You’ve probably heard the old saying “The grass is always greener on the other side of the fence.”
Perhaps you feel like it’s true. You look at other people’s lives, and you envy them. They seem to be doing so much better than you. They’ve got a great job. Lots of money. A happy home life.
They seem to have it all. And you can’t help wishing that you did, too.
But none of us ever really know what it’s like to live someone else’s life. Sure, your friends might be spending lots of money on dinners out, booze, fancy gadgets … but for all you know, they’re deep in debt, or working long hours in jobs they hate.
No-one’s life is perfect – whatever it looks like from the outside.
Plus, it’s a safe bet that some of your friends are looking at your life and thinking very similar things. Maybe they envy your dull but predictable job – you’re home on time every night. Maybe they see your great relationship with your spouse and kids – and they’d rather have that than any amount of money.
Whatever state your life is in, you’ve got a lot of good things. You just need to recognize them again.
Enjoy What You Have
One of the best ways to love your current life is to write a list of things you’re grateful for. It doesn’t matter if they seem small or insignificant: little everyday moments of happiness count.
You might think of:
- People who you’re grateful for – your family, friends, housemates, co-workers…
- Treats which you enjoy – the smell of fresh coffee, the taste of dark chocolate, a long bath after a hard day…
- Things which make your day easier – the dishwasher, online grocery shopping, fast internet access at work…
- Anything special which you’ve grown accustomed to – your wedding ring, your smartphone, a favorite coat…
- Happy moments – chatting with a friend, something which made you laugh, playing with your kids…
I’ll bet you can easily come up with five things every single day that you’re grateful for. Your life is full of good things – you just sometimes need to work a bit to see them.
Focus on the Good Points
When we’re thinking about future goals and ambitions, it’s easy to end up in quite a negative mood about the present. Perhaps you start thinking through all the things you want to change in your life: losing weight, getting fit, quitting smoking, switching jobs…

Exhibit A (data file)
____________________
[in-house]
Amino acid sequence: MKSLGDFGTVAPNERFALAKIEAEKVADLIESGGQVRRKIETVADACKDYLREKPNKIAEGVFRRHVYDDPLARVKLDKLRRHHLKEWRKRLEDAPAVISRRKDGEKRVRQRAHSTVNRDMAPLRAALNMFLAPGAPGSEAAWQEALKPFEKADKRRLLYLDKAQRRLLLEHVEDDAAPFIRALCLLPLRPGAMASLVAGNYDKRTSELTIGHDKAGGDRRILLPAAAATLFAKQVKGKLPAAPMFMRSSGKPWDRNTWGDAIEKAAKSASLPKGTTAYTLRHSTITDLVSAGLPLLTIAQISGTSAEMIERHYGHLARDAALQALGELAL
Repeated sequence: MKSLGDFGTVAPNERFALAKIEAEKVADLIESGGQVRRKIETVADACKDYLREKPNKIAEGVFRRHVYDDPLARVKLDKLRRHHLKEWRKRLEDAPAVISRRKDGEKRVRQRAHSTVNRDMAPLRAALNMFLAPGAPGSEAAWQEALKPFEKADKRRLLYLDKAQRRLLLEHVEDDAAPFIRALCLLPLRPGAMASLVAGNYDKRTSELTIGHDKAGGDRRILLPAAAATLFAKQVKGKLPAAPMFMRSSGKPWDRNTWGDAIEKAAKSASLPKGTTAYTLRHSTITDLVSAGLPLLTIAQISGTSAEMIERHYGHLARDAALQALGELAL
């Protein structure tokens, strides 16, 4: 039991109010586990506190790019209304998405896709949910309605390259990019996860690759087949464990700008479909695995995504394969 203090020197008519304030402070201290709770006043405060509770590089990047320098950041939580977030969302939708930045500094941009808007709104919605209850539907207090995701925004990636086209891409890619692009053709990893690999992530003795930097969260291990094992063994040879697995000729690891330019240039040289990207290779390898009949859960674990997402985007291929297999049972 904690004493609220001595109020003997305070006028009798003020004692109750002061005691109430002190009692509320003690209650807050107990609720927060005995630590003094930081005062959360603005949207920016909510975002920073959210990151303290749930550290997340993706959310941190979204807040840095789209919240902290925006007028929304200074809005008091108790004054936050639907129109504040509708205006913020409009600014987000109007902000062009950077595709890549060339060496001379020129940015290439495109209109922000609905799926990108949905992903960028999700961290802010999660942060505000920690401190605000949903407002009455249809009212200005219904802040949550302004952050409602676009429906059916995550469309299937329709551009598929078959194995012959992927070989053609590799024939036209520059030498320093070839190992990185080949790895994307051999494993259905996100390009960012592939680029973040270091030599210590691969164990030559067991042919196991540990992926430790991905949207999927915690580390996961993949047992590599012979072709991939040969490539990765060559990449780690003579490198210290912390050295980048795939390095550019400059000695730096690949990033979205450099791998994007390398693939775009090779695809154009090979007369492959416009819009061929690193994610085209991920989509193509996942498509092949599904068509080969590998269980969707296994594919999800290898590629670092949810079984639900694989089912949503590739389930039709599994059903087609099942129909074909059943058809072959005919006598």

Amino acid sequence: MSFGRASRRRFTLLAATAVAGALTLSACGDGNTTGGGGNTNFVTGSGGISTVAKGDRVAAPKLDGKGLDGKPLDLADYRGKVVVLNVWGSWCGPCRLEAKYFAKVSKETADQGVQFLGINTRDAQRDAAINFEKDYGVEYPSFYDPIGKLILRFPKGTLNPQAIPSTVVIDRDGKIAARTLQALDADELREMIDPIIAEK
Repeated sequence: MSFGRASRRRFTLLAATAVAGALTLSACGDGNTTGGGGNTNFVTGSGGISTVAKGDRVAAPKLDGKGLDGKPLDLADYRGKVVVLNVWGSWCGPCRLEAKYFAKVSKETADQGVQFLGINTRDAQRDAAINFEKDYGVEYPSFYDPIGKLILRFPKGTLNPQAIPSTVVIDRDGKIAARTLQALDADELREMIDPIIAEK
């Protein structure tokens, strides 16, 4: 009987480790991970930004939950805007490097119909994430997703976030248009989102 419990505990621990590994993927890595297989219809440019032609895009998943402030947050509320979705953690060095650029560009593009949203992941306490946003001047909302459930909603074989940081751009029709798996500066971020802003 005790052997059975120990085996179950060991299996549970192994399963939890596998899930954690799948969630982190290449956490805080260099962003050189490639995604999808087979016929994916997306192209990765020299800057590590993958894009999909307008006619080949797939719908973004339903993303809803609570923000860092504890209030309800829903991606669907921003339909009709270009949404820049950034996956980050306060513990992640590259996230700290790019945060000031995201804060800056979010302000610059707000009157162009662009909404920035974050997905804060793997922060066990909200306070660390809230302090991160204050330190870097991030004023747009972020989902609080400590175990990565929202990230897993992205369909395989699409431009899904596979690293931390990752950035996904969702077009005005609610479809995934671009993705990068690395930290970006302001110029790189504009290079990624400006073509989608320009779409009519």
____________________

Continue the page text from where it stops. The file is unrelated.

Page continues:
As well as thinking of what you might want to change, look at the areas of your life which are currently good. Maybe:
- You get on well with your colleagues at work, and you’ve got a good relationship with your boss
- You’ve got some real strengths – like being able to establish a quick connection with clients, and being organised
- Your house is set up pretty much how you want it – there might not be loads of space, but it feels like home
- You’ve got some hobbies you really enjoy
…and so on. How could you make more of these good things? Perhaps you could spend more time on your hobbies, or concentrate on your particular strengths at work.
Live in the Moment
It’s appropriate to plan for the future, and to learn from the past – but it’s not a good idea to constantly have your mind on how “things will be better next year when…” or on “life was so much better last year because…”
Being able to live in the moment means appreciating what’s around you. It’s about having your attention on now, instead of reminiscing about what’s already gone, or worrying about what’s yet to come.
Living in the moment means:
- Enjoying your days off, without constantly thinking about Monday morning.
- Listening when someone’s talking to you, and being fully present in the conversation.
- Taking time to stop and watch a beautiful sunset, or to enjoy the smell of fresh-mown grass.
- Eating your meals more mindfully – instead of grabbing a sandwich on the run.
By keeping your attention on the present moment, the here-and-now, you can get much more enjoyment from the life you already have.
What are you grateful for, in your life? What’s already good? How can you appreciate all of it just a bit more?